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Home / Driving Predictive Maintenance With a Driven Tool Holder

Driving Predictive Maintenance With a Driven Tool Holder

Sensor-enabled quick-change solutions help shops go beyond the maintenance schedule.

Posted: June 15, 2023

Driven tool holders, such as the Coromant Capto DTH Plus from Sandvik Coromant, minimize costly downtime by alerting operators when service is needed.
Equipped with embedded sensors and Bluetooth connectivity, Coromant Capto DTH Plus tool holders capture useful tool holder data to enable predictive maintenance.
A new generation of driven tool holders uses embedded sensors to gather data in real time and transmit via Bluetooth to a tablet or computer outside the machine.
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SAFETY & MAINTENANCE

In the modern shop, machine uptime is critical to meet the ever-increasing demands on the metalworking industry. Shorter lead times, tighter tolerances and rising costs of production all contribute to a more competitive environment, where efficient, uninterrupted productivity is essential to success.

To keep machines running at peak performance, it’s critical to have an effective maintenance strategy. The traditional method for avoiding downtime is preventive maintenance. Workshops plan maintenance on a regular schedule — usually once or twice a year — to hopefully catch problems before they occur. This approach is a more active way to circumvent failures caused by the natural wear of tools, tool holders or machines. However, it doesn’t account for all the variables on the workshop floor that can lead to stoppage.

This creates a common conundrum for many manufacturers. When is the optimum time to service equipment? Too late, and tools are overused and prone to damage. Too soon, and it leads to wasted resources. The reality is that when maintenance is driven by schedules, not by need, efficiency doesn’t stand much of a chance.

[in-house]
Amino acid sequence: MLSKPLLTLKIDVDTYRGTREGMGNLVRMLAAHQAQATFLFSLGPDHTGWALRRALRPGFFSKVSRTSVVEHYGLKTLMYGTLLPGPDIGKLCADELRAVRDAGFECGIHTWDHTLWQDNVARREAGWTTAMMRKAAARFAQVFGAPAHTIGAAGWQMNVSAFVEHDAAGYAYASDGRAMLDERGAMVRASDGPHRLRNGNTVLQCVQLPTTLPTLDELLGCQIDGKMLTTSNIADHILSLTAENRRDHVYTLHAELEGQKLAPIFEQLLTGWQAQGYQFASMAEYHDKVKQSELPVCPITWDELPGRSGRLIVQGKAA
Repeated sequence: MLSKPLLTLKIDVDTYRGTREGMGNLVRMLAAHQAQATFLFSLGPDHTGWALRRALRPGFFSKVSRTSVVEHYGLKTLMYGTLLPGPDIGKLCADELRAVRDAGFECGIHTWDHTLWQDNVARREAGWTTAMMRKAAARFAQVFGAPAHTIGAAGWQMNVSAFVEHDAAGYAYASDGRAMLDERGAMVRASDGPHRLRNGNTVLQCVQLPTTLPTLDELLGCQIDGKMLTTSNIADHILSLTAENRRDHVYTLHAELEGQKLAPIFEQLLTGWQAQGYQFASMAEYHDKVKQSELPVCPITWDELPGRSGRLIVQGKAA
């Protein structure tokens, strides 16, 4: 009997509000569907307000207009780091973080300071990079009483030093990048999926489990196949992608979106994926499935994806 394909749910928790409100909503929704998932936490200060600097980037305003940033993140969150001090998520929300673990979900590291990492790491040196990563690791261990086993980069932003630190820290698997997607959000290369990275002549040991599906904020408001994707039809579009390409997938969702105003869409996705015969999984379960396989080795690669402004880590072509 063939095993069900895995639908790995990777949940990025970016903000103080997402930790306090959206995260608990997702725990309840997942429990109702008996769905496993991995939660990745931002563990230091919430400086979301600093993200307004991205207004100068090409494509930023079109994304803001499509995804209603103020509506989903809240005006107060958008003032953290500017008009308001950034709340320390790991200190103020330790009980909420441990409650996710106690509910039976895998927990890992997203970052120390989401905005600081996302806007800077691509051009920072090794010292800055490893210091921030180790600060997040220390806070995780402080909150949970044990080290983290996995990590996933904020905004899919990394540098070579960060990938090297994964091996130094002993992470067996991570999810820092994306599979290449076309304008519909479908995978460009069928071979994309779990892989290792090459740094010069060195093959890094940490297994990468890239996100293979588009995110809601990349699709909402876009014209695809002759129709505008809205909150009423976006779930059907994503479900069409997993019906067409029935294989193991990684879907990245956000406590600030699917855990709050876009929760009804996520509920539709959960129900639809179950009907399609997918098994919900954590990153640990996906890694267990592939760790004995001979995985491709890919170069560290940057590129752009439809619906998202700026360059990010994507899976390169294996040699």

Fortunately, shops have access to a more effective solution — predictive maintenance. By leveraging real-time monitoring and data analysis, operators and production managers can get a clear picture of the health of their machines. They can then use that insight to predict a failure and take proactive measures, based on need, to fix problems before they start.

Terms like Industry 4.0 or Big Data may sound intimidating or expensive to some production managers. But the truth is predictive maintenance is much more accessible than most shops realize. New technologies are lowering the barrier to entry to data-driven maintenance.

Smart Tool Holders Provide Predictive Insight

One area where machining operations can make new strides in predictive maintenance is in their driven tool holders. A driven tool holder has internal gears to drive rotating tools and is installed on a live station of a machine turret. These holders can come with quick-change capabilities, but they’ve never before offered the smart functionality needed for predictive maintenance.

Now, a new generation of driven tool holders, such as the Coromant Capto® DTH Plus from Sandvik Coromant, uses embedded sensors to gather data in real time and transmit via Bluetooth to a tablet or computer outside the machine. With these latest advances, operators can now monitor the tool holder to get real-time information about the health of the unit.

The sensors provide crucial information, such as the temperature of the tool holder, vibration levels, rpm and the direction of rotation, as well as historical information about the equipped tool, which tells the user when it is time to send the unit in for service. This data is useful not only for assessing the health of the tool and tool holder, but also for minimizing costly downtime and optimizing cutting speeds for longer tool life. And with quick-change functionality, the time operators spend on measuring, setup and tool change is kept to a minimum.

Larger machining operations will also find a distinct advantage to using sensor-enabled tool holders. Now, they can monitor every machine’s performance at a glance to get a view of overall asset health across the factory floor, enabling unmanned and failure-free operations.

These new capabilities dramatically expand the range of benefits of using quick-change solutions. With previous generations, asset health had to be analyzed manually, requiring the sharp oversight of a seasoned operator. Now, miniaturized embedded sensors coupled with Bluetooth communications do the work.

Instead of scheduled maintenance once or twice a year, workshops can now use smart driven tool holders to make informed decisions about when to schedule a maintenance stop based on need, not interval planning.

Questions, visit: https://fabmetalmag.com/n4p

www.sandvik.coromant.com

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